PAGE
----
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First Roman, then Burgundian, Spanish, Austrian, French and Dutch, the Belgian Provinces finally gained their independence after the 1830 Revolution. Belgium officially came into being as an independent state organised as a constitutional and parliamentary monarchy.

Recent political history has been dominated by issues to do with the country's various communities, and four national reforms have gradually transformed Belgium into a federal state. At the same time, Belgium remains highly committed in the international arena, being a founder member of what is currently the European Union and a member of the United Nations. In peacekeeping missions around the world, Belgium regularly commits its troops to participate in international actions and dispatches observers to flashpoints.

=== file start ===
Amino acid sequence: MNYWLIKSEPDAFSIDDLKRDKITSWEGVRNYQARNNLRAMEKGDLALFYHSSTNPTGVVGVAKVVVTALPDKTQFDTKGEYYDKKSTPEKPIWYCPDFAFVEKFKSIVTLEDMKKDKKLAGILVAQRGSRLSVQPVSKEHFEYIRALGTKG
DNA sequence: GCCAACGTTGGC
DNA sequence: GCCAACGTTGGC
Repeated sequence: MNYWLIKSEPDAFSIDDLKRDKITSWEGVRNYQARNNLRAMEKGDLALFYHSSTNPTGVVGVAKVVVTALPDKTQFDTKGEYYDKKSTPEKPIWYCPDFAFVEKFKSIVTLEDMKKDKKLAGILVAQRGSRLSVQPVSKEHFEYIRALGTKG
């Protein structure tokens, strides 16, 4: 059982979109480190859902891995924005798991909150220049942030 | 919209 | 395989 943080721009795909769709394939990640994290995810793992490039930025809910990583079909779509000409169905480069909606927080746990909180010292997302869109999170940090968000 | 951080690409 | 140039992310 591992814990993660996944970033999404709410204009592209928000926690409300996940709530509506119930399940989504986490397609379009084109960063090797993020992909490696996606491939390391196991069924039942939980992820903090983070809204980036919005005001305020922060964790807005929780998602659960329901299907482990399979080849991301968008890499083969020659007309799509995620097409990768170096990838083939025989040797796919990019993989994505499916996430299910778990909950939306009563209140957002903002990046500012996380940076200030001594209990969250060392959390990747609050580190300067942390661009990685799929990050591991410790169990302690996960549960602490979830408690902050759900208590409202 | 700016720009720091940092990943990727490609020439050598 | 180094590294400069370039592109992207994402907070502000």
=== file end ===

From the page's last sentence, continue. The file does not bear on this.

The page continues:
From the historical point of view, constitutional reform in Belgium has come as a result of two divergent political movements. Since the end of the 19th century, the Flemish Movement ("Vlaamse Beweging") has aspired to cultural and linguistic emancipation in a country where public life is dominated by the French language. Subsequently, but essentially since 1960, another movement grew up as Wallonia strove for greater autonomy, especially in the economic domain.

Institutionally, the Flemings' call for greater cultural autonomy and the Walloons' aspiration to economic independence have been reflected in an original federal structure made up of Communities which are responsible for cultural matters and issues directly related to the individual, and Regions that are responsible for economic affairs and other matters to do with collective local concerns.

This arrangement has led to some territorial overlapping: the bilingual Brussels-Capital region, for example, has become a Region in its own right, but the Flemish Community and French Community also have some authority there; the German-speaking region is essentially run by the Walloon Region for local issues, but also by the German-speaking Community with respect to cultural affairs. Belgium has thus evolved from a unitary, decentralised state into a fully federal state.